“Houston, we have a problem” is a familiar space-age advisory. Locally the warning has become “Keiro, we have a problem.” And all because of a letter to the editor that was printed in The Rafu Shimpo, Nov. 19.
Under a provocative headline, “What Will Happen to Keiro?,” writer Dick Sakahara outlined his plaint: A 96-year-old father has been a resident of Keiro Intermediate Care Facility (ICF) for the past nine years. As a victim of early stage Alzheimer’s who required professional assistance, he was admitted to ICF. “Dad has flourished both mentally and physically under (its) excellent care and environment . . . (but) this past week I received very shocking and disturbing news, that Keiro is looking to sell its facilities and that there are already interested parties.”
There is no need to reprint the entire tirade, but other questions posed included (a) how this could happen (so quickly), (b) how long have negotiations been going on, and (c) if the CEO and Keiro Board of Directors were acting “surreptitiously” by failing to inform family members of the current situation and ongoing negotiations.
[Transparency is required and it may put in doubt my being an unbiased commentator: My brother and wife played major roles in the creation and development of Keiro, but my only relevance is being one of 146 Keiro Retirement Home residents, just a nine iron from Sakahara’s father. Maybe I’m a wee bit better informed than most, but far from being privy to what transpires in the boardroom. I am not an authorized spokesperson for Keiro, any of its boards or staff. Nor a cheerleader. So let’s not shoot the messenger, okay? I’m just a Rafu columnist wondering why the Sakahara letter hasn’t resulted in additional commentary or criticism. The rumor mill is not a Li’l Tokyo specialty, but we’re pretty good at it when the stuff hits the proverbial fan.]
Pebble Beach has been sold, what? Three times? Last time I looked it’s still a prestigious golf course. Once proud Bank of Tokyo became Union Bank and grew bigger. New Otani Hotel didn’t disappear, only its name. Japanese Hospital was a defunct pre-war ELA relic on Fickett Street, but against all odds became the foundation for the proud and successful Keiro Nursing Homes in Lincoln Park and South Bay. The retirement home and ICF were once the Jewish Home for the Aged.
My point is that nothing is forever; ask any bookstore owner or television repairman. I’ve heard Keiro has held “conversations” with a number of interested parties over the past several years. All I know is what everyone knows: health care in its present form is too costly to maintain. Success stories like Keiro are being engulfed in the numbers game where conglomerates and large medical enterprises reign supreme.
[An irony is the Affordable Care Act (ACA) of 2012 – that Obama supporters are so proud of – is directly impacting Keiro. Negatively. There are more Medicare patients, private-pay beds dwindle and there is less federal subsidy. Shorter stays in treatment mean more open beds to fill more often. JA Democrats: Be careful what you wish for.]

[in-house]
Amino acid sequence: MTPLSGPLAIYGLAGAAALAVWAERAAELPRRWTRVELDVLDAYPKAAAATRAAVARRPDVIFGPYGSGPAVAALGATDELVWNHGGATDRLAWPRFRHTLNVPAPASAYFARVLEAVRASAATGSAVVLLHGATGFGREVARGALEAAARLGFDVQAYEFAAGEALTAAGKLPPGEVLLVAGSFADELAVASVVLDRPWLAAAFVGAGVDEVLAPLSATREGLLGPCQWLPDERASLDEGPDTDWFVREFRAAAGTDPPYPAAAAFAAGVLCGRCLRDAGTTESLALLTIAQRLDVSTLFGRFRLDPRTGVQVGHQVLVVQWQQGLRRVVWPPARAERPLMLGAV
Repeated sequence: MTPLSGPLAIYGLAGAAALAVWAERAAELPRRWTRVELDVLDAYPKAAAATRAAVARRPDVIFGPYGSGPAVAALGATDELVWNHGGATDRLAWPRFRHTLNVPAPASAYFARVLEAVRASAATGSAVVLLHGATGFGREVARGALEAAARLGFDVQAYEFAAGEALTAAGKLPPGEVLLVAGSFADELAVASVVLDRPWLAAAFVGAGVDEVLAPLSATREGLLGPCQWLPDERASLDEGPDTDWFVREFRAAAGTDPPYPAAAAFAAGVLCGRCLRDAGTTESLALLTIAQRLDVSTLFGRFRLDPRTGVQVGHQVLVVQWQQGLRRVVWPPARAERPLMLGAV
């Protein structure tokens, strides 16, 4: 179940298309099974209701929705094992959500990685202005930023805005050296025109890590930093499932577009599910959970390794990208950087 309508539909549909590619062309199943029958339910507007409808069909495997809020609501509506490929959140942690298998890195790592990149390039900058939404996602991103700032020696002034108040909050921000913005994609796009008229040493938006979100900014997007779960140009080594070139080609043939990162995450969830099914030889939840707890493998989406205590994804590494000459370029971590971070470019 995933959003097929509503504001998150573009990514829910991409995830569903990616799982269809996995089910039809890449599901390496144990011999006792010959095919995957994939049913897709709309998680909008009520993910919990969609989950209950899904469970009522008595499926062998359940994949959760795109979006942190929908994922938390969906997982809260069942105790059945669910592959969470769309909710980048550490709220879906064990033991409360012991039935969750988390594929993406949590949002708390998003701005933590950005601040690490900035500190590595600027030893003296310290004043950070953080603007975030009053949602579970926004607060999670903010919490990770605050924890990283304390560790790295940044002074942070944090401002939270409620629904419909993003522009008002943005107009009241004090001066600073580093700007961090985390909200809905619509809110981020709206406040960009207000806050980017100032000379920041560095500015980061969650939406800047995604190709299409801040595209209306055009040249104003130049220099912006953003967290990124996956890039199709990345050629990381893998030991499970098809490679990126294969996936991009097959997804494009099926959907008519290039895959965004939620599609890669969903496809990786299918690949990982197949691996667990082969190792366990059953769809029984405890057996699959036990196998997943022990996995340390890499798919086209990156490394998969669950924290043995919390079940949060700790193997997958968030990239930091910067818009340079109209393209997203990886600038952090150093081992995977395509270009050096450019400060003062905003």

The point is – and I emphasize it is mine alone – the Keiro campus will almost certainly be swallowed up by a larger entity. It’s simply a matter of when. The letter-writer wants to be kept in the information loop and hopes the powers that be employ due diligence – continually – to ensure the community’s best interests are served. The debate is about public trust: Do Keiro leaders keep the public apprised of their every move, report on who has offered what when? With apologies to a concerned Mr. Sakahara, I think not. Another question:
Would not his inquiry be better served if he confronted Keiro directly? An open letter in The Rafu Shimpo asks, “What will happen to Keiro’s Endowment Fund …? I write … in hopes my questions will be raised and answered … helping our beloved seniors like my dad and will hopefully be there for me when the time comes.” Why not write directly to Keiro’s director with your slate of questions? Why not confront the Board of Directors for answers to your concerns? The letter has caused a ruckus among staff, volunteers, residents and their families, but I haven’t seen anything resembling public reaction. [Which is not surprising. JA feathers are seldom ruffled to where they will sit down and write a letter, to anyone.]
The sale of the Keiro complex is inevitable. But that doesn’t mean everything goes poof and disappears. Keiro will survive. With no more personal knowledge of affairs than Mr. Sakahara, could be we’re both a little misguided. Which would make CR2S his peer rather than a seer. You can be assured your ailing father will not be dumped on your doorstep.Likewise, I don’t expect to become a ward of the state or my sons. Of course, I could be wrong on both counts. [Maybe I will ask “O.”]
If I appear a semi-Keiro apologist, my bad. I’m just a resident looking on the bright side, hoping nothing drastic happens during my stay. I’ll not spend my time worrying about something I have no control over. But if a sale is consummated and I’m stranded on the Fourth Street bridge, I’ll wheel my way to Oregon or, well, nah … maybe Idaho.
W.T. Wimpy Hiroto can be reached at email@example.com Opinions expressed in this column are not necessarily those of The Rafu Shimpo.